Grants and Contracts Details
Wildlife are believed to cause significant losses to yields for grain farmers within the state of Kentucky. Currently, no research has attempted to quantify yield losses directly attributed to white-tailed deer within Kentucky. Previous research on deer damage to grain crops in other regions of the United States have found contradicting results, with some research showing significantly decreased yields while others showing little to no effect on yields. Within Kentucky overall the last several decades deer populations have drastically increased in many areas. Increasing deer densities have been shown to have impacts on several ecosystems however no previous agricultural damage studies have attempted to link deer densities to impacts on yield. With the advancements in technology and decrease in costs, we are now able to estimate deer densities at a relatively accurate level in a localized setting such as a farm or park. Pairing damage estimates to deer densities may provide more of an insight into the impacts of high density deer populations. If a correlations between deer density and yield loss exists, managers and farmers could estimate potential losses by simply estimating deer densities on their properties. Related to this, many of our management strategies to off-set deer damage involve the reduction of local populations through damage tag programs. At this time these style programs have never been tested to determine their effectiveness at reducing wildlife damage to crops. If state agencies are going to continue to use this method for deer damage control, the effects of reducing deer population on crop yields should be documented. The overall objectives of this study are to quantify the impact white-tailed deer are having on soybean yields within Kentucky, determine if deer densities are correlated with yield losses, and to test the ability of the deer damage tag program used by Kentucky Department of Fish and Wildlife Resources (KDFWR) to reduce the crop damage incurred by producers. Funds are being requested to off-set costs of hiring technicians to calculate deer densities on study farms and to hand harvest plots to acquire yield estimates. To accomplish these objectives, during 2017-2019 this project will involve establishing protected and unprotected plots across multiple farms that have had a history of deer damage. On these farms, local deer populations will be estimated using two methods, a trail camera survey technique and a pellet based sampling technique. During the first year of this study, double crop beans showed an 8 bu/ac decrease caused by deer, where full season bean yield did not statistically differ (P=0.08) between protected and unprotected plots. Full season beans were trending toward deer causing a reduction similar to the 8 bu/ac loss in double crop beans so another year of research is needed to help determine the impacts deer may be having on full season bean yields. In addition more data is needed to help determine the impact of local deer densities have on soybean yield losses.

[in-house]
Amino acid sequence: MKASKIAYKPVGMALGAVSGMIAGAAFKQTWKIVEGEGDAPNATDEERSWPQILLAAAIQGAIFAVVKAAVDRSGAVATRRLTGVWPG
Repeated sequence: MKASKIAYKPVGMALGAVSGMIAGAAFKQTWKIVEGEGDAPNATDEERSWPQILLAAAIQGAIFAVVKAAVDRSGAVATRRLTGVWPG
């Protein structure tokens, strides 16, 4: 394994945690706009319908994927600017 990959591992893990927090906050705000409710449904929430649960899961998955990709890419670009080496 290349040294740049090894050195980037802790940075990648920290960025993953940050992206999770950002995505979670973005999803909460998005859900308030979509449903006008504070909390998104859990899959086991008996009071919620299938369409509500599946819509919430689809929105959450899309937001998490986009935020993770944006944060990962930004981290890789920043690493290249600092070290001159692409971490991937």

|Effective start/end date||7/1/18 → 6/30/19|
- Kentucky Soybean Promotion Board: $14,105.00